Akin to the same effect of a lit match on a perfectly sunny day, producing a subsequent yuxtaposing of both lights. There is a melodic overabundance pouring from this debut album by alternative Acoustic Folk/Pop-rock band Mushman and their leaders, actors, and musicians Patrick Fugit and David Fetzer from Salt Lake City.
David Fetzer plays the guitar, the harmonica, some additonal keys, the guitar-banjo, and he's the main singer. Patrick Fugit plays the guitar, the Flamenco guitar, the harmonica, and occasionally he dares to sing a bit. Camden Chamberlain plays the bass and he's the recording wizard who does the mixing and mastering of the songs. Doug Grose plays the keys and Ian Aldous is the drummer. Their influences are varied: Iron and Wine, Elliott Smith, Nick Drake, The Shins, Grandaddy, Neil Young, Cat Stevens, etc.
The band's name refers to movie star Steve McQueen, who used it as an alias: "He would check into hotels under the name Harvey Mushman", Fugit told to Deseretnews in an interview "McQueen was pretty cool, and we couldn't think of anything better. So it stuck."
Their debut album "Eddie Do", released on November 2, 2007 is a quirky compilation of stories of the life of a fictional kid. “Eddie is sort of a... um... metaphor for my neurosis in relation to girls. I think it’s manifested as a 6 year old boy – that’s my emotional maturity when it comes to dating” -David Fetzer tries to explain the biographical origins of Eddie in an interview for Elitestv.
The record contains thirteen tracks written by Mushman, except "From the ground, Looking up," which is by David and Scott Fetzer and "Brennan's Theme" composed by Seth Bernard (Earthworkmusic.com). His contrasts broaden the emotional childlike roller coaster vibe providing a naughty comfort while listening and even quite time after listening to it.
The first track, "Eddie's Balloon" has a similar atmosphere and melodic line to a song called "Spaceman," "Eddie was afraid to die but didn't know why" introduces in the fearful mind of Eddie the young lonely antihero: "from his window" he waited, maybe a revelation looking at a distant high heaven, with a sad choir extending in a mute and inconclusive instrumental silt.
The second, "It's Too High" is like a brief joke through a vocal counting up (6,7,8).
Third song, "I don't Know" was featured in the hilarious comedy film Bickford Schmeckler's Cool Ideas (2006) by Scott Lew and is about the continuous doubting by the paranoid kid: "I don't know if you tell the truth, I don't know if I want you too... I don't know what to do, what to do with you, I don't know you." It makes him look like a particularly traumatized boy by mercurial femenine behaviour.
In the fourth "Pirate Pete" Fetzer would confess: “I was going to school at Interlochen Arts Academy in Michigan for acting and theater. I was in a production where I was playing a character that had syphilis and so I was in a strange mind-set during that production. There is a certain scene where he is loosing his mind and it was really messing with me. At the same time, my roommate had this figurine of a pirate with a provocative looking telescope... the two sort of combined and then I wrote the song”. Certainly, a weird inspiration for a song whose obsessive request is "I wish you were my friend".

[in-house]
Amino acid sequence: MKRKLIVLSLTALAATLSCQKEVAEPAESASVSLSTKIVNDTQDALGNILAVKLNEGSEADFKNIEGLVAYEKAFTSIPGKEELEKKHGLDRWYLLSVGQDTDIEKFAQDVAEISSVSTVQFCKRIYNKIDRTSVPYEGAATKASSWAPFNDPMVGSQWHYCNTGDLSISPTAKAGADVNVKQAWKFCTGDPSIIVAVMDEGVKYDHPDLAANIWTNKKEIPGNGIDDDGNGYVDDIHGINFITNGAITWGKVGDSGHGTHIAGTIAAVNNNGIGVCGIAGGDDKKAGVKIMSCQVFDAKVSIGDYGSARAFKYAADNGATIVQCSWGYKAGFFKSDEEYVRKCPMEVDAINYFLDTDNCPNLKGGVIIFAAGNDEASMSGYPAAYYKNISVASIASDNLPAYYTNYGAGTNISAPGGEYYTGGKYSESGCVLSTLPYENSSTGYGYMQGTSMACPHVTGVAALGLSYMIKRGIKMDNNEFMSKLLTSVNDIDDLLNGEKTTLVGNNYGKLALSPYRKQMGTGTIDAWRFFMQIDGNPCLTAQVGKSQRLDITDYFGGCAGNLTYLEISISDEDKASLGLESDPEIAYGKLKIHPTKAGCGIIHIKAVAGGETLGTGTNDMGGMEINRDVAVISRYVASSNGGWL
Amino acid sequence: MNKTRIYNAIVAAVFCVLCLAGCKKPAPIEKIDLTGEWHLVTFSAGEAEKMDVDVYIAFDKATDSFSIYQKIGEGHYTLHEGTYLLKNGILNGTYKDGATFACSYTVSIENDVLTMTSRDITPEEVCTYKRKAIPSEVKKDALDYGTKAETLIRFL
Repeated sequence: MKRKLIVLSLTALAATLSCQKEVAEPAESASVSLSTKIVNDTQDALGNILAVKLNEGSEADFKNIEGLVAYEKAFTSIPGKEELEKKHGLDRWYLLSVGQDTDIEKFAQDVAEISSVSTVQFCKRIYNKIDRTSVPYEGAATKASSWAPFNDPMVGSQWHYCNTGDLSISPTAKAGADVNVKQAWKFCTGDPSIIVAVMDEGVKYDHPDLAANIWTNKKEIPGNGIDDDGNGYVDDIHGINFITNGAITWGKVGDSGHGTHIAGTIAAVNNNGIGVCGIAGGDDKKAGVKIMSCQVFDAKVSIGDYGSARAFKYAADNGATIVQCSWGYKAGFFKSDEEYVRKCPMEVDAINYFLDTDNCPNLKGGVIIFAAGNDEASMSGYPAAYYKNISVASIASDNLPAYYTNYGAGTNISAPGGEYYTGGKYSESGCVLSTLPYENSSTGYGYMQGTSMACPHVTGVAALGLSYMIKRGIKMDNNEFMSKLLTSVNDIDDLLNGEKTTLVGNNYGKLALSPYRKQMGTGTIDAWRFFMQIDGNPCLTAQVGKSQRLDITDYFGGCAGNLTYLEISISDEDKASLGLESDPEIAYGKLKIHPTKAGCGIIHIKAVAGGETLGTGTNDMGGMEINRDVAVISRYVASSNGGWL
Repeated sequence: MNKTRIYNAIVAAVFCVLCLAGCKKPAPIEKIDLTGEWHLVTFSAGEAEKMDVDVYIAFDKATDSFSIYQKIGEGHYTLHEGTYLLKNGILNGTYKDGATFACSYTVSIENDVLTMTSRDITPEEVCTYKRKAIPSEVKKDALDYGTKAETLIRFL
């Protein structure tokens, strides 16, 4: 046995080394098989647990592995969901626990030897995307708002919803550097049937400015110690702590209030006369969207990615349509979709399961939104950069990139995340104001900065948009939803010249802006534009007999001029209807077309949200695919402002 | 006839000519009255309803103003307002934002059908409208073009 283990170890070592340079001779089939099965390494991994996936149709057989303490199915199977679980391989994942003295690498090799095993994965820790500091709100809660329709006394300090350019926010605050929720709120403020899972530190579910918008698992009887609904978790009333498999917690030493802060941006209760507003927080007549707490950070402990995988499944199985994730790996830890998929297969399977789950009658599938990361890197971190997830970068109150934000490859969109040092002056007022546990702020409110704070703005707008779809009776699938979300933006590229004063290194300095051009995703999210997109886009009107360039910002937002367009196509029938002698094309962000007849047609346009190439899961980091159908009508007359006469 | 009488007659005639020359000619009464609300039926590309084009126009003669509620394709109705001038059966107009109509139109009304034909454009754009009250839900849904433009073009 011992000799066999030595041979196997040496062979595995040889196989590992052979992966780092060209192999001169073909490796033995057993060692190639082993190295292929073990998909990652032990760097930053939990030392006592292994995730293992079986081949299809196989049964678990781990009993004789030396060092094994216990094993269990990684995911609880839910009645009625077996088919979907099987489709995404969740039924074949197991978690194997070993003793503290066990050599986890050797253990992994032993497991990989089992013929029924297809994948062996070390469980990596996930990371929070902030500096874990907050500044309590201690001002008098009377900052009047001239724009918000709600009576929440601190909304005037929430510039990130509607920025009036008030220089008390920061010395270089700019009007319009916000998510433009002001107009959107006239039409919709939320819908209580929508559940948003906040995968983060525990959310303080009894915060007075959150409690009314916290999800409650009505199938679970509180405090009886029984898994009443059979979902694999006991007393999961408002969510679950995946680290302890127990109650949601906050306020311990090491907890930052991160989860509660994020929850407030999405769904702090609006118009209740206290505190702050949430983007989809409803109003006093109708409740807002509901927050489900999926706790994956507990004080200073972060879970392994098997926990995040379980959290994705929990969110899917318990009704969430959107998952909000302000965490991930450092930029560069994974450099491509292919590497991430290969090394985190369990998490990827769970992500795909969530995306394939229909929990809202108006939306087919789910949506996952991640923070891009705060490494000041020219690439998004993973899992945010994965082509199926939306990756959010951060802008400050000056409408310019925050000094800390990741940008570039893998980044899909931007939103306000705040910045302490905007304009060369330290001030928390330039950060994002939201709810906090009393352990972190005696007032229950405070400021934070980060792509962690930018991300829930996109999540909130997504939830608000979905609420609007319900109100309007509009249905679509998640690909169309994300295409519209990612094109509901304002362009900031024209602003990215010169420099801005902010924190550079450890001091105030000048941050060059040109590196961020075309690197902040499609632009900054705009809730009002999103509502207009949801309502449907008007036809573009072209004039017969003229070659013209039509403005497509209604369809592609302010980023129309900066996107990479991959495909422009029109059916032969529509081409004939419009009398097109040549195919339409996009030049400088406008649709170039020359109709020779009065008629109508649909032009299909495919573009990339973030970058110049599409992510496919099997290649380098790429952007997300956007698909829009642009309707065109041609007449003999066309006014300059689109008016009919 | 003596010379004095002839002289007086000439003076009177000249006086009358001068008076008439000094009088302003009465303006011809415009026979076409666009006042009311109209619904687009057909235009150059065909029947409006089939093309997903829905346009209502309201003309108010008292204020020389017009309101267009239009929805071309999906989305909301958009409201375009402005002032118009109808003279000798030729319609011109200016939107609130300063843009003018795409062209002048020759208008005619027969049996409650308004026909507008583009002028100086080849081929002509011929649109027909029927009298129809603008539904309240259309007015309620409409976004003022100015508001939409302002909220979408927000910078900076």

The fifth track, "From the Clouds, Looking Down" is a cloudy instrumental gone haywire through a granular guitar sound.
Going on with "Eddie's Nightmare," some latent schizo symptoms lie hidden under a slothful tempo whose reverberations are expanding and receding as a nightmare blocking our numb conscience: "The summer so bright... and some people were blinded," our protagonist mumbles again.
In the seventh "Intermission" there is a rather comical vocal reminder "Ladies and gentlemen we take one minute four seconds intermission." which ends with a non-ironic dry "thank you".
The eight track (and beginning of Side B) is another instrumental "Here Again, Gone Again." It's a very solemn passage punctuated with bold flamenco guitar chords.
The next is also an instrumental piece. "From the Ground, Looking Up" is beset by crystalline string swells that remind me of the famous "Hotel California" by The Eagles.
We return back to the thoughts of Eddie spoken in riddles "You Don't Know," a beautiful song with a very low and slow beginning which gingerly shows us Eddie's sweetly conflicted heart: "You don't know me... don't say you know what I've been through... you don't know how I see you..." ending with this choir "turuturututu tururututu" which reminded me partially to the final desperate choir of Lou Reed's "Smile" from "Growing up in Public" (1980).
The eleventh track "DVD Menu" is a velvetian type instrumental, encompassing coyly a progressively uplifting feeling.
Only to be darkened fiercely through the next "Eddie's Lament:" "And then one night he run away, too young to drive but too sad to stay", which culminates with a series of "Aha, Aha, Aha" which combines a hopefulness breeze with a restless sadness.
The final theme "Brennan's Theme" appears in the recent film "Wristcutters: A Love Story" (2006) by Goran Dukic, which focuses on suicidal misfits and that was nominated in Sundance and won the Grand Jury Feature Film award at the 11th annual Gen Art Film Fest. Patrick Fugit comments about this song: “I had asked my friend Seth Bernard to do the score for a documentary I was filming about T. Casey Brennan and I just loved what he did. It captured this guy’s tragic and crazy side; the part of this dude who took way too much acid”.
The record was mixed and mastered by Camdem Chamberlain at Kitefishing's studio during the summer of 2004. It is produced by Mushman and Camdem Chamberlain, artwork and layout of the record by Susan Fawcett, and is available for sale in:
Fox on a hill Productions
Published on 16th November in Blogcritics.org.
WATCH "SPACEMAN" VIDEO